Just in case you’re writing romance, this information might be of use for you.
Lately, I have been musing about a ‘Broken Heart’. Is this ‘illness’ mainly existing in highly romantic women’s brains, or is there, in fact, something real about it?
When we suffer from a broken heart, we at least think, we are feeling physical pain (at least some of us do, sometimes).
Curiosity sent me doing some research and that’s what I found.
The Mayo Clinic writes on its website:
Broken heart syndrome is a temporary heart condition that’s often brought on by stressful situations and extreme emotions. The condition can also be triggered by a serious physical illness or surgery. It may also be called stress cardiomyopathy, takotsubo cardiomyopathy or apical ballooning syndrome.
People with broken heart syndrome may have sudden chest pain or think they’re having a heart attack. Broken heart syndrome affects just part of the heart, temporarily disrupting your heart’s normal pumping function. The rest of the heart continues to function normally or may even have more forceful contractions.
The symptoms of broken heart syndrome are treatable, and the condition usually reverses itself in days or weeks.
The article is quite long, treatment is described and symptoms and prevention recommendations are delivered. The full article can be read HERE.
The medical expression I highlighted above, takotsubo cardiomyopathy is also mentioned on the website of the ‘Queensland Health Government’, Australia. There the paragraph says:
A medically broken heart
Ever wondered if emotional heartbreak can actually, physically break your heart?
Takotsubo Cardiomyopathy is the medical name for a syndrome that can be caused by heartbreak, or more accurately, the stress of a heartbreaking situation.
Acute emotional stress, positive or negative, can cause the left ventricle of the heart to be ‘stunned’ or paralysed, causing heart attack-like symptoms including strong chest, arm or shoulder pains, shortness of breath, dizziness, loss of consciousness, nausea and vomiting.
The good news: the condition doesn’t usually cause permanent damage like a heart attack does, and often resolves itself. The bad news: it can be stressful and painful, with people often thinking they’re having an actual heart attack.
Because it’s not possible to tell without tests what’s causing your symptoms, if you ever experience the symptoms of heart attack you should call Triple Zero (000) for an ambulance.
The entire information can be found HERE
The ‘Broken Heart Syndrome’ can even be found on the ‘Heart.org’ website! To my surprise, I found a quite empathic and emotional entry paragraph about the subject. The website says:
When Your Heart Breaks … (Literally).
“You can die of a broken heart — it’s scientific fact — and my heart has been breaking since that very first day we met. I can feel it now, aching deep behind my rib cage the way it does every time we’re together, beating a desperate rhythm: Love me. Love me. Love me.” — Abby McDonald, Getting Over Garrett Delaney
When you think of a broken heart, you may picture a cartoon drawing with a jagged line through it. But a real-life broken heart can actually lead to cardiac consequences. There are established ties between depression, mental health and heart disease. Read on for more information about how an extremely stressful event can have an impact on your heart.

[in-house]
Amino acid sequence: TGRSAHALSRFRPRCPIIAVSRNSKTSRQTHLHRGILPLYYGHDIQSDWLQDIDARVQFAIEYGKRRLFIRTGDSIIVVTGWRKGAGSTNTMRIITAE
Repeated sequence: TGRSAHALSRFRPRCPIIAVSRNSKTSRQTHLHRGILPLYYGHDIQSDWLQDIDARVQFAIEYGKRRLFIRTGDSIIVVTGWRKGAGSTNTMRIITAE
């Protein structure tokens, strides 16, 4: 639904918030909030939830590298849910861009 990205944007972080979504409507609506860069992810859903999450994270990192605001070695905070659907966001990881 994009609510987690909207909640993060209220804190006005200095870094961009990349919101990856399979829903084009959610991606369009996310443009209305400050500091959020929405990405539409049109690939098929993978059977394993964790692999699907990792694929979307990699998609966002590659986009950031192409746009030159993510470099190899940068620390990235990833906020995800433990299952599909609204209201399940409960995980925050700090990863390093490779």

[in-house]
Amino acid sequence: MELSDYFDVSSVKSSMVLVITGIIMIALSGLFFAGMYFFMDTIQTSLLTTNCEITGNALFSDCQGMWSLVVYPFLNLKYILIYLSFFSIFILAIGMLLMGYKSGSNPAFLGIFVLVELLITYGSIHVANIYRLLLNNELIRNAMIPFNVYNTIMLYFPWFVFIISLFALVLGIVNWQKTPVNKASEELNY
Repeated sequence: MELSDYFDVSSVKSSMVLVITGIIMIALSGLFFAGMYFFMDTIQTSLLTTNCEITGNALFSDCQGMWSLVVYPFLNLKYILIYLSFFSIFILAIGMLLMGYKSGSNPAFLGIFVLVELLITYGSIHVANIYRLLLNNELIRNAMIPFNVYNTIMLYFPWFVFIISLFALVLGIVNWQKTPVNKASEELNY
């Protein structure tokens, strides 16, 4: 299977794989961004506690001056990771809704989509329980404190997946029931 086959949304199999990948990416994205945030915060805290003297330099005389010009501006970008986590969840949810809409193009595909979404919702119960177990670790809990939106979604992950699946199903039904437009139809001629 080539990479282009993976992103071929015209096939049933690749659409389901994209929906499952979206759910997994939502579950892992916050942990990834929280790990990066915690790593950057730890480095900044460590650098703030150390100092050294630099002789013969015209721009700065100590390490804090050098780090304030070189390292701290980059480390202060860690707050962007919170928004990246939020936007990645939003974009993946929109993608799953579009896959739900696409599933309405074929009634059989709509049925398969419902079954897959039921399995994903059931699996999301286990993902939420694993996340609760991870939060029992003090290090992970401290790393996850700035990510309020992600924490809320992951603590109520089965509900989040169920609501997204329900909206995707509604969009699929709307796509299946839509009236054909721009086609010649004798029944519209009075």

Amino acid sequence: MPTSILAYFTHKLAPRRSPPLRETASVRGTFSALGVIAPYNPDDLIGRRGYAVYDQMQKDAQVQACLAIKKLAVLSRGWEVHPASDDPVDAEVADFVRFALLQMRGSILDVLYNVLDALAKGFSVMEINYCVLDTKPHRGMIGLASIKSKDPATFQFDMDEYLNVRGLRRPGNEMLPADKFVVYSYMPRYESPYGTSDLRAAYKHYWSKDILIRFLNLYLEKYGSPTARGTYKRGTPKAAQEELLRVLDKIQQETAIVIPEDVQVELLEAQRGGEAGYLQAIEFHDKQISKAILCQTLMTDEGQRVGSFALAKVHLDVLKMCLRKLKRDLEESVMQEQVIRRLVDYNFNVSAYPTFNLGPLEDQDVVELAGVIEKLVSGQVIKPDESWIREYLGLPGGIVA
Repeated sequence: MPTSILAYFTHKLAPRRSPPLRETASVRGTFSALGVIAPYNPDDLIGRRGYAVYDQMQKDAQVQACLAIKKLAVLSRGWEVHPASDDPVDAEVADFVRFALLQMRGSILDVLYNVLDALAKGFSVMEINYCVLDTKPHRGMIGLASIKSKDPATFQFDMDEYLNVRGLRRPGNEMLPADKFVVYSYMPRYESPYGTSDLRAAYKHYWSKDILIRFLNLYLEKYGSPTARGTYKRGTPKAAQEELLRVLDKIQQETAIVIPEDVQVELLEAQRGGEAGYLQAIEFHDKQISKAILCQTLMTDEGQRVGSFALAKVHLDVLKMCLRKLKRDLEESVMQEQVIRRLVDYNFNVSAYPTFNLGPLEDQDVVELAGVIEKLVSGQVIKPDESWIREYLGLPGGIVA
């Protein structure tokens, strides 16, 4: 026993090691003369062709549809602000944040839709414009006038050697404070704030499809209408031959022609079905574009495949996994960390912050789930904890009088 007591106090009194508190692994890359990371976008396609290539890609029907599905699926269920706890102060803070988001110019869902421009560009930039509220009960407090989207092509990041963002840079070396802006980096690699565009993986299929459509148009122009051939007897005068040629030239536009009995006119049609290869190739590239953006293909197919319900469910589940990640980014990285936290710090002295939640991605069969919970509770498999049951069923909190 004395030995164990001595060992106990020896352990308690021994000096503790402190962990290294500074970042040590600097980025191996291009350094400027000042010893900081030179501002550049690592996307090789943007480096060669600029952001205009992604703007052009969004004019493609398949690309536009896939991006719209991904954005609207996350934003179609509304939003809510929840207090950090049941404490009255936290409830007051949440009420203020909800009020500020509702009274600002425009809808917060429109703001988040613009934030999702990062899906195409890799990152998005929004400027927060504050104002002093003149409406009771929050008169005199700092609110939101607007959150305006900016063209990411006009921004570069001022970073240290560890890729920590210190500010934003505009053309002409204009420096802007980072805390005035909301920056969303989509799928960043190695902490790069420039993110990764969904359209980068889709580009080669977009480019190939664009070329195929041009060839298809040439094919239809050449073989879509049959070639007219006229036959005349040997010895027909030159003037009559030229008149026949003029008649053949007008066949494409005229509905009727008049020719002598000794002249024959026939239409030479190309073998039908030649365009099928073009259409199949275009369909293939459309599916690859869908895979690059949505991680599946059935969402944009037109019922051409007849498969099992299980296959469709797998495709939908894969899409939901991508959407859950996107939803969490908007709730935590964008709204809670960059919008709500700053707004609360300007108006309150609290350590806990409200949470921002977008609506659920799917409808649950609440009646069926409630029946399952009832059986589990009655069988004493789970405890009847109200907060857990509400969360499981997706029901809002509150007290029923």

It then continues in a more clinical way:
Breakdown of a Broken Heart
Broken heart syndrome, also called stress-induced cardiomyopathy or takotsubo cardiomyopathy, can strike even if you’re healthy. (Tako tsubo, by the way, are octopus traps that resemble the pot-like shape of the stricken heart.)
Women are more likely than men to experience the sudden, intense chest pain — the reaction to a surge of stress hormones — that can be caused by an emotionally stressful event. It could be the death of a loved one or even a divorce, breakup or physical separation, betrayal or romantic rejection. It could even happen after a good shock (like winning the lottery.)
Broken heart syndrome may be misdiagnosed as a heart attack because the symptoms and test results are similar. In fact, tests show dramatic changes in rhythm and blood substances that are typical of a heart attack. But unlike a heart attack, there’s no evidence of blocked heart arteries in broken heart syndrome.
In broken heart syndrome, a part of your heart temporarily enlarges and doesn’t pump well, while the rest of your heart functions normally or with even more forceful contractions. Researchers are just starting to learn the causes, and how to diagnose and treat it.
The bad news: Broken heart syndrome can lead to severe, short-term heart muscle failure.
The good news: Broken heart syndrome is usually treatable. Most people who experience it make a full recovery within weeks, and they’re at low risk for it happening again (although in rare cases it can be fatal).
The page also shows symptoms and treatment and can be found HERE.
We learned that a broken heart not necessarily always is crying in your pillow, eating lots of ice cream (or drinking a bottle of alcohol after the next), sleeping bad and drowning in longing for months… it can also affect our heart in a medical way. Of course, this isn’t the case with every single broken heart. Some of us have gone through many of those… and survived. Yes, we feel bad, yes, it hurts (physically – and mentally)… but with support and help from friends and family, we will get over it. Eventually.
Of course, we can also decide to completely remove any connection, bond, love, or relationship from our heart, out of fear we could get hurt again. What a life that would be… disappointment and pain go hand in hand with love. How calm would a life without love be, how peaceful – and how boring…